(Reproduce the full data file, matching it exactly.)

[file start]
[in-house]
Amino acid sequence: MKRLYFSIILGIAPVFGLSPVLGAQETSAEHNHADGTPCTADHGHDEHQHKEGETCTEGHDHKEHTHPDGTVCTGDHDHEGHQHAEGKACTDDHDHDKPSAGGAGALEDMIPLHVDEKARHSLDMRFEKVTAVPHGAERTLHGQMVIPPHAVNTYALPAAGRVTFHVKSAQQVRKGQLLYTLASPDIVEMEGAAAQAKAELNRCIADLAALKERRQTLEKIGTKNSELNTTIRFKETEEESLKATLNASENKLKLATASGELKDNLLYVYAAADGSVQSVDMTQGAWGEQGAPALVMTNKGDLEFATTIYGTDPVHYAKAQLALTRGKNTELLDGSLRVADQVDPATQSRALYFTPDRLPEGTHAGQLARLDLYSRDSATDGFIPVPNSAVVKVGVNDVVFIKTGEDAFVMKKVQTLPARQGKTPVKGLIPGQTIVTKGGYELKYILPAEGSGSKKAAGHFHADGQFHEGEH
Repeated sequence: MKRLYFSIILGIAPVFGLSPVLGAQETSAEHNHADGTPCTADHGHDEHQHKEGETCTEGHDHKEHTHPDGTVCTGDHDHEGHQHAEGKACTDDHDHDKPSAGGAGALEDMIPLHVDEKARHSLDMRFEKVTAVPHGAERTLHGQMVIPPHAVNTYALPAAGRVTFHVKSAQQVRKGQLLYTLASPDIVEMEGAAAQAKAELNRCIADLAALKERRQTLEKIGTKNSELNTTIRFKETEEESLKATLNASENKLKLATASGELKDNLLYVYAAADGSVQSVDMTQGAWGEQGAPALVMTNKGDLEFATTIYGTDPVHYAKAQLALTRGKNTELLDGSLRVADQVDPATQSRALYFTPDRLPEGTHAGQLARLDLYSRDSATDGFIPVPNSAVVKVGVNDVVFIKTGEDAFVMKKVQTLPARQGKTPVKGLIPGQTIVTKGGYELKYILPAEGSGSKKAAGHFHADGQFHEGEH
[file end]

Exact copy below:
[in-house]
Amino acid sequence: MKRLYFSIILGIAPVFGLSPVLGAQETSAEHNHADGTPCTADHGHDEHQHKEGETCTEGHDHKEHTHPDGTVCTGDHDHEGHQHAEGKACTDDHDHDKPSAGGAGALEDMIPLHVDEKARHSLDMRFEKVTAVPHGAERTLHGQMVIPPHAVNTYALPAAGRVTFHVKSAQQVRKGQLLYTLASPDIVEMEGAAAQAKAELNRCIADLAALKERRQTLEKIGTKNSELNTTIRFKETEEESLKATLNASENKLKLATASGELKDNLLYVYAAADGSVQSVDMTQGAWGEQGAPALVMTNKGDLEFATTIYGTDPVHYAKAQLALTRGKNTELLDGSLRVADQVDPATQSRALYFTPDRLPEGTHAGQLARLDLYSRDSATDGFIPVPNSAVVKVGVNDVVFIKTGEDAFVMKKVQTLPARQGKTPVKGLIPGQTIVTKGGYELKYILPAEGSGSKKAAGHFHADGQFHEGEH
Repeated sequence: MKRLYFSIILGIAPVFGLSPVLGAQETSAEHNHADGTPCTADHGHDEHQHKEGETCTEGHDHKEHTHPDGTVCTGDHDHEGHQHAEGKACTDDHDHDKPSAGGAGALEDMIPLHVDEKARHSLDMRFEKVTAVPHGAERTLHGQMVIPPHAVNTYALPAAGRVTFHVKSAQQVRKGQLLYTLASPDIVEMEGAAAQAKAELNRCIADLAALKERRQTLEKIGTKNSELNTTIRFKETEEESLKATLNASENKLKLATASGELKDNLLYVYAAADGSVQSVDMTQGAWGEQGAPALVMTNKGDLEFATTIYGTDPVHYAKAQLALTRGKNTELLDGSLRVADQVDPATQSRALYFTPDRLPEGTHAGQLARLDLYSRDSATDGFIPVPNSAVVKVGVNDVVFIKTGEDAFVMKKVQTLPARQGKTPVKGLIPGQTIVTKGGYELKYILPAEGSGSKKAAGHFHADGQFHEGEH